That August, stomping deep through the forest, my friend Jason and I found an abandoned farmhouse. Like a corpse given up by the earth, all bones and sinew and wide, hollow sockets. Two stories tall, learning hard to the left, as if the trees on that side were whispering secrets. And though we could see nail heads embedded deep into lumber, could see shingles stacked in aggregate layers, the house felt less like it’d been built and more like it’d been born. Like something that had long ago lost its way and had settled here, in the wilderness, just to die.
The front door might have creaked – if there’d been one. The windows, if not shattered, might have reflected our thin, dirty faces. Sunlight blazed through gaps in the roof, tapping our heads as we tiptoed our way across aching floorboards. Room after room, an abundance of nothing – no furniture forsaken, no heirlooms forgotten. Whoever and whatever had existed in this place had turned their backs long ago. Nonetheless, a presence remained. From the cracks in the plaster and the grime that we breathed, a tangible pressure of memory bore into us, as if the farmhouse, so battered by time, were pushing its final thoughts into ours. “Don’t stop,” it told us. “Keep looking, keep looking.”
Up a moldering staircase, into a sinking bedroom. The light that’d touched us in slivers below showered us now as we snooped through the room. Planks of sunbeams engulfed us so thoroughly it was as if we’d set foot in a star. And there, affixed to the walls, we saw them – a patchwork of ancient newspaper clippings. Each one, as we brought our faces mere inches away, an obituary. We ran the brittle strips through our fingers. We squinted up close at the weather-worn pictures. Mostly, we noticed a year scrawled at the top of each clipping. The year, we reasoned, each person had died.
“This has to mean something,” we’d said, still caught in the house’s tangible pressure, still drunk on our elaborate boyhood inventions. These clips, whoever cut them, whoever had written these long-ago dates – they were telling us something.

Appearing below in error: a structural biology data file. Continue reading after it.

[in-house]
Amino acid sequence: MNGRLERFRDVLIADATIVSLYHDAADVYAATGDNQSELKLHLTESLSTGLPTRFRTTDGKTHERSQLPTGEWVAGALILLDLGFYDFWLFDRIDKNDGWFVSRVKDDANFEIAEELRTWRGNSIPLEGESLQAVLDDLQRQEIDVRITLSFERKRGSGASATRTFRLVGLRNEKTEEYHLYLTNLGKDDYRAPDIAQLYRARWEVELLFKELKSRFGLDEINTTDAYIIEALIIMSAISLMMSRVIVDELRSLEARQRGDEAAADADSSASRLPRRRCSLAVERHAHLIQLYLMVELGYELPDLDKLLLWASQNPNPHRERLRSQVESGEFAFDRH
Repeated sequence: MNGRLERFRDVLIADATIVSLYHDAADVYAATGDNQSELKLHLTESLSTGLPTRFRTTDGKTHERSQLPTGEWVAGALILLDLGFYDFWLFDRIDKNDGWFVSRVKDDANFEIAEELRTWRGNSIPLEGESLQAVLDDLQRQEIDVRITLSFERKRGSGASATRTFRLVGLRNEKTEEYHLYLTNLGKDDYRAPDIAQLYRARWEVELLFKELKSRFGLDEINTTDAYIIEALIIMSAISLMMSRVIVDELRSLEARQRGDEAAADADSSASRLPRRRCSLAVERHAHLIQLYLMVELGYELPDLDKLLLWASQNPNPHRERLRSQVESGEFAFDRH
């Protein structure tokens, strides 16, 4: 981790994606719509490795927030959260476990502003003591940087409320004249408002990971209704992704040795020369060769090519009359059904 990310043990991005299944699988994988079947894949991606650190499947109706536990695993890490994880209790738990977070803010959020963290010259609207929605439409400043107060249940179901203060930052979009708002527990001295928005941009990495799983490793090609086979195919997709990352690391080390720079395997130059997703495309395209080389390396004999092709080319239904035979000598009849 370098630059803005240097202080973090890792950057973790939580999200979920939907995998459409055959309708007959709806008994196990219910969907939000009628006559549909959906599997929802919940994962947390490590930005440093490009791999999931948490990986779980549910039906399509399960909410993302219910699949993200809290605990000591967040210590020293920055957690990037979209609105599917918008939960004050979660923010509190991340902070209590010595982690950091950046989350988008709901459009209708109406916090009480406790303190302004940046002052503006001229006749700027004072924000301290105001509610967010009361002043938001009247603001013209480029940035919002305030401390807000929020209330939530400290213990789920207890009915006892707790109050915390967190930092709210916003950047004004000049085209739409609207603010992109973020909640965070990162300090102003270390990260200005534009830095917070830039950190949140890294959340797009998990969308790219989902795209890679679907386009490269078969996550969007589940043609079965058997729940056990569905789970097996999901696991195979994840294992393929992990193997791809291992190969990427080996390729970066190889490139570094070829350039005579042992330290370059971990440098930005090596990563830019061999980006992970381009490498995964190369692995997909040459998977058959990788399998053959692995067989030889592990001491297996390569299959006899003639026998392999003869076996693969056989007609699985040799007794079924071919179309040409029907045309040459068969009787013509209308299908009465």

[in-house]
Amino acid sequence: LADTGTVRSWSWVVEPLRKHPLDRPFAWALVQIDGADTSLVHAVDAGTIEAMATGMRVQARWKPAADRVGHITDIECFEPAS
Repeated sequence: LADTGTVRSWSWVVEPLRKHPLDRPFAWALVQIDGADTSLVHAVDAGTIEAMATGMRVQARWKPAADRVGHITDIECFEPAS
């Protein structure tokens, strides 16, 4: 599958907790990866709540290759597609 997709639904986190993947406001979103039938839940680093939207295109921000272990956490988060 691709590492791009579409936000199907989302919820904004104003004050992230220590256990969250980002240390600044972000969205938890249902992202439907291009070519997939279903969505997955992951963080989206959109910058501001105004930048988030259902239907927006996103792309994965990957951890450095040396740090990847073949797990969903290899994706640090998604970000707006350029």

The sun pulled the shadows away from our bodies as we scoured every legible sentence and picture. Here, a woman’s obituary from 1965. And here, a man, 1959. Considering these endless histories of death, it was impossible not to consider our own. Had the fading daylight not forced us to stop, if the dark and the creep hadn’t ultimately panicked us back out the front door, would we have discovered a place on the walls where the obituaries were scrawled with the years of our passing? Was there an obituary labeled “1992,” just seven years from that bright summer day, with Jason’s sun-bleached name and picture? He’d be killed in these woods, in that year, after all. Less than a mile away from this farmhouse, in the meanest, thickest heat of the summer.
Twilight brushed its hands on our backs as the house slowly grew distant behind us. In the darkness, the wilderness trembled with life. Shoulder to shoulder, Jason and I trembled the same. No time anymore for rotting floorboards and decaying strips of paper. No time anymore to consider anything ending. Just the dizzying blush of our youth as we barged through the forest and into our future, into what we believed would be days without end, into our self-assured life everlasting.
Will McMillan is queer author born and raised within untamed wild of the Pacific Northwest. To date, his essays have been featured in the Sun, Hobart, Hippocampus, and Cheap Pop literary journals, among many others.